PARIS (Reuters) - France will buy out minority shareholders in Areva and delist the troubled nuclear group, the government said on Wednesday as talks with potential investors in a new nuclear fuel company being spun out of Areva neared a conclusion.
The state, which owns 87 percent of Areva, said it would offer 4.5 euros per Areva SA share to minority investors which include Kuwait's investment fund, French utility EDF and French energy group Total.
Areva's shares have fallen by as much as 90 percent from their 2007 highs as the group chalked up repeated losses. The stock was suspended on Tuesday at 5.2 euros.
European Union antitrust regulators approved the French government's plan to inject 4.5 billion euros ($4.8 billion) into Areva on Tuesday, saying the rescue would not unduly distort competition.
The ruling will allow Areva, whose capital has been wiped out by years of losses, to restart as a smaller firm focused on uranium mining and nuclear fuel production and recycling.
Legacy Areva SA - the firm left over after this split and the sale of Areva's reactor unit to state-controlled EDF - will get a 2 billion euro capital increase and will hold the liabilities related to the troubled Olkiluoto 3 project in Finland, which has been hit by delays.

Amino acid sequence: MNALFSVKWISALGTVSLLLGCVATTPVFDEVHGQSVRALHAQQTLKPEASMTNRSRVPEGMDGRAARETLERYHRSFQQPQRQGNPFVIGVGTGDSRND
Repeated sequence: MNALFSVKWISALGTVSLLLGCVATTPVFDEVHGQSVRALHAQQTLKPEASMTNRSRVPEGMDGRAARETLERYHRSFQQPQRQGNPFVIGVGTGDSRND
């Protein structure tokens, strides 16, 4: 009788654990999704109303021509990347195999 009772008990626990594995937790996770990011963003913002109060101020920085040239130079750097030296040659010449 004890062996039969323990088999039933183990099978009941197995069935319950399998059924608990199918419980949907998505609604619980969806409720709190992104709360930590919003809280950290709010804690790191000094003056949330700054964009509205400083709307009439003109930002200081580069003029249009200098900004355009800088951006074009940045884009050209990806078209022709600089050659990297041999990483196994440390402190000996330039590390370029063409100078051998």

Areva said negotiations with unspecified investors in the new company were being finalised. It said last month that two investors have made a 500 million euro ($526.40 million) offer for a combined 10 percent stake in the new entity.
A source familiar with the situation said the two investors are Japan's Mitsubishi Heavy Industries and JNFL. Talks are continuing with China's National Nuclear Corporation about also taking a minority stake.
"These talks are continuing and focus on governance issues, and on the issue of the balance between the different third-party investor parties," French Industry Minister Christophe Sirugue told Reuters in an interview.
Sirugue, who said he had discussed the governance issue with Chinese Vice Premier Ma Kai during his visit to France in November, added that the make-up of the board of the new company is another important issue in the talks.
($1 = 0.9498 euros)
Additional reporting by Benjamin Mallet and Leigh Thomas; Editing by Alexander Smith